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The Good War! or: The Things We Lost in the Fires

(All week, we’re dedicating On Violence to Dresden, the most famous city destroyed in Germany. Michael C promised, in Wednesday’s post, that we would respond to the question: is bombing civilians in war time ethical? I don’t think war is ethical, so obviously killing people who aren’t a part of the conflict isn’t either. I will, however, discuss an issue that’s bugged me ever since I studied Dresden in high school.

To read all our posts on A Week of Human Tragedy: The Firebombing of Dresden, please click here.)

It is safe to say that American loves “The Good War”.

During Word War II, according to the traditional, grossly over-simplified narrative, American soldiers saved Europe from death and destruction. Between Captain America: The First Avenger and Inglorious Basterds, between every History or Military channel documentary and every comic book, film and video game that uses Nazis as stock villains who only exist to be killed, we’ve disregarded a basic truth:

World War II was a war, and war is always awful.

Though I could, I don’t want to write about the people who died in Dresden or World War II. I want to write about the things we destroyed. This may seem odd. Death trumps destruction every time. How could you compare people dying to buildings or artworks being destroyed. I’m not. The unspeakable evil that was Dresden was the murder of innocent civilians that Michael C covered on Tuesday.


Still, World War II destroyed art. We--and by “we”, I mean humanity--destroyed priceless things. Da Vinci’s “Last Supper” miraculously survived a bomb blast that cratered all four walls of its building except the one that “The Last Supper” was on.

But that was one of the only victories, for art, during the war. We lost countless pieces of art to Hitler’s pillaging armies. One of Hitler’s goals was to create the greatest collection of art in the world, which meant stealing them from the rest of the world, even “degenerate” works of art. The allies even created the Monument Men organization to protect art. We lost Van Gogh’s "The Lovers: The Poet’s Garden IV" to Nazi plundering, and it hasn’t been found since.

Firebombing destroyed countless more works of art than the Nazis though:

- Courbet’s “The Stone Breakers” was stolen by the Nazis along with 154 other paintings. In February 1945, the Allies bombed the Nazi stronghold where the Germans kept it.

- Nazi bombings in 1944 destroyed "The Destruction of Niobe’s Children" by Richard Wilson.

- Three more Van Gogh paintings were lost to fire. "Vase With Five Sunflowers" was destroyed during the firebombing of Tokyo. "The Painter on his Way to Work" and "The Park at Arles with the Entrance Seen Through the Trees" were destroyed by fires in Berlin in 1945.

- 3,000 year old Syrian statues were destroyed by an Ally bombing in 1943.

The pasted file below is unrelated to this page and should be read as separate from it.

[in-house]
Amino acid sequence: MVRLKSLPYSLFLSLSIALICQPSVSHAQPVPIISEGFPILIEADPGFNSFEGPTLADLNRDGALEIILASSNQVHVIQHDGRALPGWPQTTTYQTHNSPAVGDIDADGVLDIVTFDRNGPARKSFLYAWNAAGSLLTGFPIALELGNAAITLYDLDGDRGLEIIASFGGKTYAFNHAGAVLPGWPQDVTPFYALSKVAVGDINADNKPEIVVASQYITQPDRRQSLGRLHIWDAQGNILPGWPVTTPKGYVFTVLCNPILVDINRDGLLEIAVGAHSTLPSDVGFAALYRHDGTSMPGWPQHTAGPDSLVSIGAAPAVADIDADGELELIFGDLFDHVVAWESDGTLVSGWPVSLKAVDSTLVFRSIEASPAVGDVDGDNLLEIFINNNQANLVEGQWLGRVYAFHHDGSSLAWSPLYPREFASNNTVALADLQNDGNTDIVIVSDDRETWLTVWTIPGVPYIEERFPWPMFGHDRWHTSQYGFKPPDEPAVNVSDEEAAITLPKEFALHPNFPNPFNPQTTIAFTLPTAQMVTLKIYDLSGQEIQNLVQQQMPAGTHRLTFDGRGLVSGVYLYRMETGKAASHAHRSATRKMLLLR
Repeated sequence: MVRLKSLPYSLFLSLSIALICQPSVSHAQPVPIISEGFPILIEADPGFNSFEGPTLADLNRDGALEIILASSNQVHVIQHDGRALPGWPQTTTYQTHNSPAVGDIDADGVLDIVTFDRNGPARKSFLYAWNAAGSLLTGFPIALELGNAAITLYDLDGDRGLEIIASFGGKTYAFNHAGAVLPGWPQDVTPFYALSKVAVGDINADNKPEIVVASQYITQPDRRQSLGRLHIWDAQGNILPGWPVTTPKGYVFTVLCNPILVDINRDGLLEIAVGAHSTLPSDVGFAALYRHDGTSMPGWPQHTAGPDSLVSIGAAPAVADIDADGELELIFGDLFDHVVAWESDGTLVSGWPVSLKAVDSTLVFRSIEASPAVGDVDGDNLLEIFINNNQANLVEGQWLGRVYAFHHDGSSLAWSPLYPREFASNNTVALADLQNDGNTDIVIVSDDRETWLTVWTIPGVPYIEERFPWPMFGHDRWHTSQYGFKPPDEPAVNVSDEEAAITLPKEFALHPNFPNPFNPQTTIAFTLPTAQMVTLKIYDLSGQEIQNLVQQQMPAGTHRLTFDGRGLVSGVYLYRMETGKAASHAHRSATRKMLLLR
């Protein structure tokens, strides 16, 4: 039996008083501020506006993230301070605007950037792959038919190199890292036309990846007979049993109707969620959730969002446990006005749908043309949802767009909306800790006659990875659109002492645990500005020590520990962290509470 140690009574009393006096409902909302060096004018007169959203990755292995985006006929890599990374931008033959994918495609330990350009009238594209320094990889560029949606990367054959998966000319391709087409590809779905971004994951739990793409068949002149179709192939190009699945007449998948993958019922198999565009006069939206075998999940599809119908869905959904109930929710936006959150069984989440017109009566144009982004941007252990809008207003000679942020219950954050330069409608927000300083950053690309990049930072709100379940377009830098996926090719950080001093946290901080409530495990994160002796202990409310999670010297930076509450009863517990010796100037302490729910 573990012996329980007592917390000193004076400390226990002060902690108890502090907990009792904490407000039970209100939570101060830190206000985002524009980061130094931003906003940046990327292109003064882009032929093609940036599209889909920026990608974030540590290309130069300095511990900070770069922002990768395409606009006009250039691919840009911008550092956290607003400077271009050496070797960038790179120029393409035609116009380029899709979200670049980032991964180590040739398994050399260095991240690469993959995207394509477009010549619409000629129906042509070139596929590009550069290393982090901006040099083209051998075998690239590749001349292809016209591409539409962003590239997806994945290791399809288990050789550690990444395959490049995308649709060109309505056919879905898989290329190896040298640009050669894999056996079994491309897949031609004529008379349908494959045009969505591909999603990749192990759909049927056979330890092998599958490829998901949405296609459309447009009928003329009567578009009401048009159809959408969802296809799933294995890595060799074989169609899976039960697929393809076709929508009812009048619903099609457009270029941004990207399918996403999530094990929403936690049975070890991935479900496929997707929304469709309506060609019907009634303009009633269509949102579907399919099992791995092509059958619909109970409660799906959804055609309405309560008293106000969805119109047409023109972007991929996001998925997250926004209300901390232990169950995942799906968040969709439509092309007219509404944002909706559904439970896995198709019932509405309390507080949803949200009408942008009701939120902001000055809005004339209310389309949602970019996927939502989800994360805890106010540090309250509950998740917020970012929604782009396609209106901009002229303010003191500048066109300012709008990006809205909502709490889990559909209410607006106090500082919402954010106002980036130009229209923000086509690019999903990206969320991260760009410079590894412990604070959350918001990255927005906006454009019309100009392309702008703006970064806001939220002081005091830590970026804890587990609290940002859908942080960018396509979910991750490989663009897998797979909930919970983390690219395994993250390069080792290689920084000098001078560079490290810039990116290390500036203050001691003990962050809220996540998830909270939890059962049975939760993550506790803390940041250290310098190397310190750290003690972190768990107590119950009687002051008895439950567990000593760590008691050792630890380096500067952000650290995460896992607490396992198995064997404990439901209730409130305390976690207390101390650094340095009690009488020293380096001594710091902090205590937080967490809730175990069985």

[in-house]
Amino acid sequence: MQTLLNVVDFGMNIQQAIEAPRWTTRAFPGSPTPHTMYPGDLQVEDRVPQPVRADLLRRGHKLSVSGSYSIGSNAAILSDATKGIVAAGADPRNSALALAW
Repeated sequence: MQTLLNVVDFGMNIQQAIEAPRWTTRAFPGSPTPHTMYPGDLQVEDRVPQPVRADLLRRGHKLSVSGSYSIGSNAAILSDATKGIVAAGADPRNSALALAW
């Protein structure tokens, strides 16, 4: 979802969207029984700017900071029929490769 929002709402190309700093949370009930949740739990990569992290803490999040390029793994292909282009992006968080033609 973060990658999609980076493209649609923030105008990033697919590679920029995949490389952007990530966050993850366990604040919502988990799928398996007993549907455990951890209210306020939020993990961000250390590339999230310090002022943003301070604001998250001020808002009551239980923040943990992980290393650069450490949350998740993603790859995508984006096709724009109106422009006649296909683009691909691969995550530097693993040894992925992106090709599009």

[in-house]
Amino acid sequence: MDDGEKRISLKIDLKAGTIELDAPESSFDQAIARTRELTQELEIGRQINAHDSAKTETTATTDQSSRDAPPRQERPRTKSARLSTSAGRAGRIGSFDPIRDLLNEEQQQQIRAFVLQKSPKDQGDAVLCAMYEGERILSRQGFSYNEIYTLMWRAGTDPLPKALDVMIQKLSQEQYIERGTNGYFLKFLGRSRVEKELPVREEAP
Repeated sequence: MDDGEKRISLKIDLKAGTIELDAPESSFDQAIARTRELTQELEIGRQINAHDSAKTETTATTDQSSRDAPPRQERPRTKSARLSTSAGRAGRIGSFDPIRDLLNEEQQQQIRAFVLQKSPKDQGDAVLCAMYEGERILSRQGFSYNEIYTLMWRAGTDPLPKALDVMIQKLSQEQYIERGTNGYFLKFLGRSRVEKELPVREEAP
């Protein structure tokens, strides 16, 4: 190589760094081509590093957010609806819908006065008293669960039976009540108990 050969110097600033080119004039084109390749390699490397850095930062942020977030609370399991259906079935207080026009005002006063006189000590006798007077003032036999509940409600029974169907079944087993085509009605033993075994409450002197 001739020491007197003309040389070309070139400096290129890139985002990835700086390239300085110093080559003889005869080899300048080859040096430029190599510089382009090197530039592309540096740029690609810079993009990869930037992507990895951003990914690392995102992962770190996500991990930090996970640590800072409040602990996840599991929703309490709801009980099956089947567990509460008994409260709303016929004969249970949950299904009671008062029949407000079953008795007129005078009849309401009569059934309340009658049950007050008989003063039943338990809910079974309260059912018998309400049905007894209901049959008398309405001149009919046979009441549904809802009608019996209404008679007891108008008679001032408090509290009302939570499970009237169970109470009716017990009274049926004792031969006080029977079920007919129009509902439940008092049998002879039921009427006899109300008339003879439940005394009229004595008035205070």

- "St. James Led to His Execution" by Andrea Mantegna was destroyed in 1944 after the Allies bombed an Italian chapel.

For me, none of these were the biggest losses. As I was researching this post, I came across this link to the Clark Photography and Clipping Archive of Masterpieces destroyed during World War II “...that represent the only remaining documentation of important works of art---art that was destroyed before high quality color photography became the standard for documenting art.”

As I was flipping through the photos researching this post, I saw them, fifth and sixth from the left, top row on the third page. Those who know him and love him know exactly who uses that signature patterned collage technique: Gustav Klimt. In total, we lost 12 Klimt paintings during World War II, destroyed by fires set by retreating German troops.

All of which pales in comparison to losing the artistic value of entire cities. Because of the German Blitz, we lost the city of Coventry. Nazi bombings destroyed most of that city’s interior and the glorious Coventry cathedral.

In response, the Allies destroyed, “The city [that] was known as the Jewel Box, because of its baroque and rococo city centre.” We lost dozens of the most beautiful building ever built in Europe’s grand architectural history, including “the beautiful Kreuzkirche (Church of the Holy Cross)” and its library of sheet music.

As I wrote earlier, World War II was a war. And in war, art suffers. From the barbarian armies defacing Greek and Roman statues to the looting of the Baghdad National Museum during the invasion of Iraq to Islamic extremists destroying ancient Buddhist statues, war means the destruction of great art. It is just another one of the many costs we never think about.

two comments

I think this goes with Eric C’s theme that war is the opposite of civilization. As war goes, the work of civilizations is destroyed. So much is lost, in addition to life, infrastructure and culture. This is still a reality in Iraq, which is still recovering, unfortunately.

It’s amazing. I tend to consider the loss of life as the cost of war, but never really considered the cultural cost or the cost to our collective history. I remember the cathedral in Kiev, Ukraine when I visited. Only one of the original spires is still standing; the rest destroyed by artillery during WWII. It’s been rebuilt and renovated, but it’s not the same.